Reviews & Previews - The Hurt Locker

Posted on Sunday, March 14, 2010 at 06:00 PM

The Hurt Locker

By: S. Tran

Starring:  Jeremy Renner, Anthony Mackie, Brian Geraghty
Director: Kathryn Bigelow
Running Time: 131 minutes
Rated: R

Boom Goes The Dynamite

So if you watched the Oscars you probably heard that this film took the award for best picture of the year, beating our Avatar. If you told me you knew that would happen because you saw the movie I would probably call you a liar because apparently very few people saw this. According to the stats I could find the movie made under $15 million. This was probably less than James Cameron spent on pizza pockets for his computer animation crew. Movies that made more than The Hurt Locker last year: Jennifer's Body and The Jonas Brothers in concert.

I missed its initial run but caught it on DVD. The movie is extremely well done and the bomb defusing scenes offer plenty of tension, but I didn't see where it offered anything so new or innovative that it deserved the Oscar for best picture.

The story centers around Renner as Sgt. James, a bomb disposal technician working in Iraq with his escort crew Sanborn (Mackie) and Eldridge (Geraghty). James joins the crew after the prior bomb tech is killed on the job and immediately begins to rub his team members the wrong way due to his reckless and unconventional behaviour. Used to the deliberate and careful attitude of their deceased teammate, Sanborn and Eldridge are confused about how to handle James, who is either fearless or stupid.

Bigelow does a very good job setting up the scenes and drawing as much tension as possible from them. In so many movies directors rely on some stupid music and cheesy countdown timer to make the bomb scenes more exciting. Bigelow understands that the suspense is heightened when you don't know exactly what might happen and when. That is the whole fear with a bomb, the unknown, the knowledge that the end could come suddenly and without warning. Each time James is taking a bomb apart you are forced to sit on the edge of your seat, or if you are like my wife, hide your eyes with your hand.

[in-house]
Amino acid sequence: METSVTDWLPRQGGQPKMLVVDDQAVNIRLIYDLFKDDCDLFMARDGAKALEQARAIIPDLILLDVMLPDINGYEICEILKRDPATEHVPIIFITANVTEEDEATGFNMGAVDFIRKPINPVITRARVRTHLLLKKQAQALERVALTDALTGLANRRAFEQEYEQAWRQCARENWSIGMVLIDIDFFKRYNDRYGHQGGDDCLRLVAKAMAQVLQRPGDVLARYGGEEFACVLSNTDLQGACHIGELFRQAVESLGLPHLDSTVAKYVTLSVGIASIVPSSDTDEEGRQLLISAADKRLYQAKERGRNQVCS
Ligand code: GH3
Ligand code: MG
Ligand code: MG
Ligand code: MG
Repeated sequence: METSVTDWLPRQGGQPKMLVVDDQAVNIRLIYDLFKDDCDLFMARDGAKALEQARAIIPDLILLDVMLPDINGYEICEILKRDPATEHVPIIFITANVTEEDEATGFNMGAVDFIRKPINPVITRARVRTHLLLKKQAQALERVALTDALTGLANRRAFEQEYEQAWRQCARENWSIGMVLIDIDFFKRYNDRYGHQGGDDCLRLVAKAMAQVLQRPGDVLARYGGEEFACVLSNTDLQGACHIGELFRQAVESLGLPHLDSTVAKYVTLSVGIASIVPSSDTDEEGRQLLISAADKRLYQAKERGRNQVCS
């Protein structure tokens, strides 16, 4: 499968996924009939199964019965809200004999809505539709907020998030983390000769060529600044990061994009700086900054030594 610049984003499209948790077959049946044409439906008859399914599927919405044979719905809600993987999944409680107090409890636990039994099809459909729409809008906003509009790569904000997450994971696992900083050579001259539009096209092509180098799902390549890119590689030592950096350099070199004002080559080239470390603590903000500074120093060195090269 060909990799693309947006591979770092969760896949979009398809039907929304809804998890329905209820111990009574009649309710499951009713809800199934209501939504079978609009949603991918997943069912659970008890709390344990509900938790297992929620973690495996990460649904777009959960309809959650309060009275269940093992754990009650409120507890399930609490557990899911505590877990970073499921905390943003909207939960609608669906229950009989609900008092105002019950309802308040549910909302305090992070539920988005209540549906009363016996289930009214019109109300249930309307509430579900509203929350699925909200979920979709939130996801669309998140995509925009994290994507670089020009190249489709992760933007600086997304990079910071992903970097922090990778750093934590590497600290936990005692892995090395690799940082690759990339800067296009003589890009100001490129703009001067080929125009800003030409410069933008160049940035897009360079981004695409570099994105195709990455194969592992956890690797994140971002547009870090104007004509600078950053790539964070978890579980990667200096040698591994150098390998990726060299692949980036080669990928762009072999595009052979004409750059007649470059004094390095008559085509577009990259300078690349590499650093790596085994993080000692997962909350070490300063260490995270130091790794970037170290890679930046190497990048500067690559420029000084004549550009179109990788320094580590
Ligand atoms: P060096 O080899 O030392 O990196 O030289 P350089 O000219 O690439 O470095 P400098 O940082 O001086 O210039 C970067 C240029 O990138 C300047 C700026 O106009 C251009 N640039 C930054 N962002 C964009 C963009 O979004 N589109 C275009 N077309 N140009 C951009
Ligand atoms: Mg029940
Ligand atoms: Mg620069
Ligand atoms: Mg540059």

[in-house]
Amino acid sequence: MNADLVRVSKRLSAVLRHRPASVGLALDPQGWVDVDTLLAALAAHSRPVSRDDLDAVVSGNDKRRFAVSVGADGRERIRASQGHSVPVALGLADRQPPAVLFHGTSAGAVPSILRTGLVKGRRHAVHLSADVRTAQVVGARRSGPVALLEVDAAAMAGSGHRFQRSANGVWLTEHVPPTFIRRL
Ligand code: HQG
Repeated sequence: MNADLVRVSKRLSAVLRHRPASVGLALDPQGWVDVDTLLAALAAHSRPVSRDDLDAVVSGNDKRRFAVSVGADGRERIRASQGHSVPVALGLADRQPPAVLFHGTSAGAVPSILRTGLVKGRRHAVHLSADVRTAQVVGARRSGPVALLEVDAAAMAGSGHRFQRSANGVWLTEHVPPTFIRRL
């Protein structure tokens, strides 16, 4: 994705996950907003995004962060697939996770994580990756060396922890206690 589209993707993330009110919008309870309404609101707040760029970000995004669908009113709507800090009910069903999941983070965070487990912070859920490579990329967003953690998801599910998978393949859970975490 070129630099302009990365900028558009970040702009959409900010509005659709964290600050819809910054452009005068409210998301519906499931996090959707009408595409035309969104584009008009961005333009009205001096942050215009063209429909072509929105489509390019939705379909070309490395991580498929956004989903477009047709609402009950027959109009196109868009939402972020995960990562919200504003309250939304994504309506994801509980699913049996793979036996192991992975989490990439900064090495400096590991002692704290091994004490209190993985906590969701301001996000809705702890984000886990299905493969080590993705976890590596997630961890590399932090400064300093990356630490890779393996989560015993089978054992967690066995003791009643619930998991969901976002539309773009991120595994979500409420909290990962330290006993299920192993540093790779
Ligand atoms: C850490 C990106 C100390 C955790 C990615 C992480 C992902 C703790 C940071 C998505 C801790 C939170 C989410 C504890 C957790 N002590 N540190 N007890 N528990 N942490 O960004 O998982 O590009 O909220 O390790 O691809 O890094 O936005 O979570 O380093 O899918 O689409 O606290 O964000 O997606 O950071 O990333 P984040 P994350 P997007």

Unfortunately for the movie I didn't find much else in it that really stood out. The quiet, reflective scenes did not pack the same kind of power as the action pieces. Subplots did not add much to the film and some scenes looked like the got cut on the editing floor as characters were introduced never to be seen again. We learn a little about the characters but not so much that we really feel we know them much better than when the film began. With the exception of James we don't really know anyone's background.

The actors all give very good performances. Renner was nominated for an Oscar and he is given plenty of screen time as well as some moments to show some depth. He does a very good job but the small scenes, except for maybe the one near the end just felt a bit fake and forced to me, as if they were in the film just to give him the chance to show his softer side.

Still the movie is very good and is definitely worth a look even if you don't agree with the Oscar win afterward.


3.5 stars out of 5.

S. Tran also writes at, and


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